Uber is coming to the rescue of New Yorkers at a time when the subway system is shut down, and there's a lack of buses and taxis due to Hurricane Sandy.
The startup, which uses smartphones to connect limo drivers and riders in real time, is paying its drivers double to make sure there are enough cars on the road, while keeping the cost for the passenger the same.
"Our goal is to be a reliable transportation alternative," Uber General Manager Josh Mohrer tells Business Insider.
Uber normally adjusts its prices during peak demand times in order to keep cars on the road. But Mohrer says Uber will eat the loss for the time being.
Mohrer wouldn't say how much money Uber could potentially lose, but he says it will be a significant expense.
"We are monitoring the city's transportation health closely and will keep this running as long as we can today while we figure out more sustainable ways to keep supply up while the city is in need," Mohrer says.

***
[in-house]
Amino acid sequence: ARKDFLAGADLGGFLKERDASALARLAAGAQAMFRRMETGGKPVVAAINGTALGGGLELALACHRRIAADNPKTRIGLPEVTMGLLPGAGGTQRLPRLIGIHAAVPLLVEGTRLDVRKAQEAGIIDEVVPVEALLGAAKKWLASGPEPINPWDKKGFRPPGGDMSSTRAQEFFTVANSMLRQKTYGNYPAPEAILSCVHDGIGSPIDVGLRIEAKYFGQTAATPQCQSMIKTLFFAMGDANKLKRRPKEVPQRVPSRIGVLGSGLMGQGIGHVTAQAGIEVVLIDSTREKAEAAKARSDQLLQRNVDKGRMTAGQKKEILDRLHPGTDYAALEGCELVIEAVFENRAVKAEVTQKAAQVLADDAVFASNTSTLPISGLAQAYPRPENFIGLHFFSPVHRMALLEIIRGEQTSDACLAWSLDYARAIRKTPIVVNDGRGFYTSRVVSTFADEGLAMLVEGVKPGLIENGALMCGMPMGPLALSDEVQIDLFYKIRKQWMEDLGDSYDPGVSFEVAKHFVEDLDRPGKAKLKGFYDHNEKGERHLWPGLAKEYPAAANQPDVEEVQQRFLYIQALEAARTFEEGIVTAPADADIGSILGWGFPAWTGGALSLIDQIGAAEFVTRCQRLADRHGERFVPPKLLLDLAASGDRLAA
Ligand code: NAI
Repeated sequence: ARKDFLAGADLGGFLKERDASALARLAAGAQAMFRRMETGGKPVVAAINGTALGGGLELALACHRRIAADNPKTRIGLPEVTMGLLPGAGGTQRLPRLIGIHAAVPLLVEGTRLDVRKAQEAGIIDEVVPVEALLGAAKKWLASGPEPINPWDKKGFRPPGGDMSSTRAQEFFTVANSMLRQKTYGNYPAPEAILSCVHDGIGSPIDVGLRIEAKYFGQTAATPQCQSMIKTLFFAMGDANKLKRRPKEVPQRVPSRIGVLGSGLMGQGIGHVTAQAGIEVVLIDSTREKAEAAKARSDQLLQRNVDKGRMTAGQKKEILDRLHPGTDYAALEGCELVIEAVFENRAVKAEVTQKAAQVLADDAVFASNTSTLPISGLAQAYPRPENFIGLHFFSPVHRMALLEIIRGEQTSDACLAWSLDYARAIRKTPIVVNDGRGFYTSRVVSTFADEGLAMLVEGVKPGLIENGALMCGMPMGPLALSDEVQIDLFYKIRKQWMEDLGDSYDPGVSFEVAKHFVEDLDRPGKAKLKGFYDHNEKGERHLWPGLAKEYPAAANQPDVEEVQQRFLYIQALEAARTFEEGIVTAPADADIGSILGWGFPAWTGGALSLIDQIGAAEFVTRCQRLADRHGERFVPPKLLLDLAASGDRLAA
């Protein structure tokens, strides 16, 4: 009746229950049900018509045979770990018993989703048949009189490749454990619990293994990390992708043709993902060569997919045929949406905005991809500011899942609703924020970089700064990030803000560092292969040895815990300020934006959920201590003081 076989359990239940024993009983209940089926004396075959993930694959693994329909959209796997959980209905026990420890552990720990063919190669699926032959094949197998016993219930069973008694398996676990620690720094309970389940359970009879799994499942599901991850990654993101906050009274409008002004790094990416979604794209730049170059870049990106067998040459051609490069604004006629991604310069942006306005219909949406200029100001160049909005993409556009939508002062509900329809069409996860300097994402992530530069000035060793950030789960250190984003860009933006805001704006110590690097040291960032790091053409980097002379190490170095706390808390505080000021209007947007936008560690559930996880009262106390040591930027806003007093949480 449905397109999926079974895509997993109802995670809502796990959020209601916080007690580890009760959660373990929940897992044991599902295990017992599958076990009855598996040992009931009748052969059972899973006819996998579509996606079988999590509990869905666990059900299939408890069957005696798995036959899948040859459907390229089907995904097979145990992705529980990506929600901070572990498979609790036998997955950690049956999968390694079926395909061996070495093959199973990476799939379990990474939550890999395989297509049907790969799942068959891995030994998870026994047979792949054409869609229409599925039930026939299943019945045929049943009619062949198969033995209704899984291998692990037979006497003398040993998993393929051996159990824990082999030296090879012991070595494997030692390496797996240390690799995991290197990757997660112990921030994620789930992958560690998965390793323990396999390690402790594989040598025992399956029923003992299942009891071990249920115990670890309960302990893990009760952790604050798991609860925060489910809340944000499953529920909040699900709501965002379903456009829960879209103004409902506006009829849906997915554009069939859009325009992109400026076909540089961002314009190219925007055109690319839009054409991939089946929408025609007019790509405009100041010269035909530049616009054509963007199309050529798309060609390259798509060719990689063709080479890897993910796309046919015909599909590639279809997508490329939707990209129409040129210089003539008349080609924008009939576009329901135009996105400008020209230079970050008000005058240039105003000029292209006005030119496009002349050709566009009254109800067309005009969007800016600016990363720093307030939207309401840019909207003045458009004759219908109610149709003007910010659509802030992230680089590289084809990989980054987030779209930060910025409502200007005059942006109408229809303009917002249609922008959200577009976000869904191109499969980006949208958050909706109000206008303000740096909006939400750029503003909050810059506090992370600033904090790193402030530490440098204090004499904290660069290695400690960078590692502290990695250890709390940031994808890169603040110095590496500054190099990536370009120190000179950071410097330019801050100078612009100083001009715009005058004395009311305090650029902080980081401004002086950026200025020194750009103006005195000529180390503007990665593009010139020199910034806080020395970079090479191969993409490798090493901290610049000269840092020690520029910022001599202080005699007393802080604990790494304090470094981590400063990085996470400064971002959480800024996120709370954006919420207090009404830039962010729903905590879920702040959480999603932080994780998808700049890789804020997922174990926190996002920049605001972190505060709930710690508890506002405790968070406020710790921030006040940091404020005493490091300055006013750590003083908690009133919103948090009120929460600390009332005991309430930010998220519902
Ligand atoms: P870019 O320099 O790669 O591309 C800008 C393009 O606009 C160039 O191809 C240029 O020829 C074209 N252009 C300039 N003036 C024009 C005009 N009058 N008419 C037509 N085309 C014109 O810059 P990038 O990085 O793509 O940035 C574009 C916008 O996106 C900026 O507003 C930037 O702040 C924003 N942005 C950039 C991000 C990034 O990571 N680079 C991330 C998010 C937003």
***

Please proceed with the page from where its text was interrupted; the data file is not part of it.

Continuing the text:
Besides the good publicity from helping out New Yorkers, Uber may want to restore its reputation among riders after pulling a short-lived experiment with letting Uber users hail taxis with its app.
Update: Earlier today, Uber was passing on the extra costs of keeping drivers on the road to its customers through something called "surge pricing." People accused the company of price gouging during a disaster. Later, Uber turned off surge pricing. That's the news above. We're sorry we didn't bring more context to this post originally. Still, Uber deserves credit for – eventually– pitching in and taking high costs in order to help New Yorkers get around. Uber isn't a charity, but it's acting like one today.
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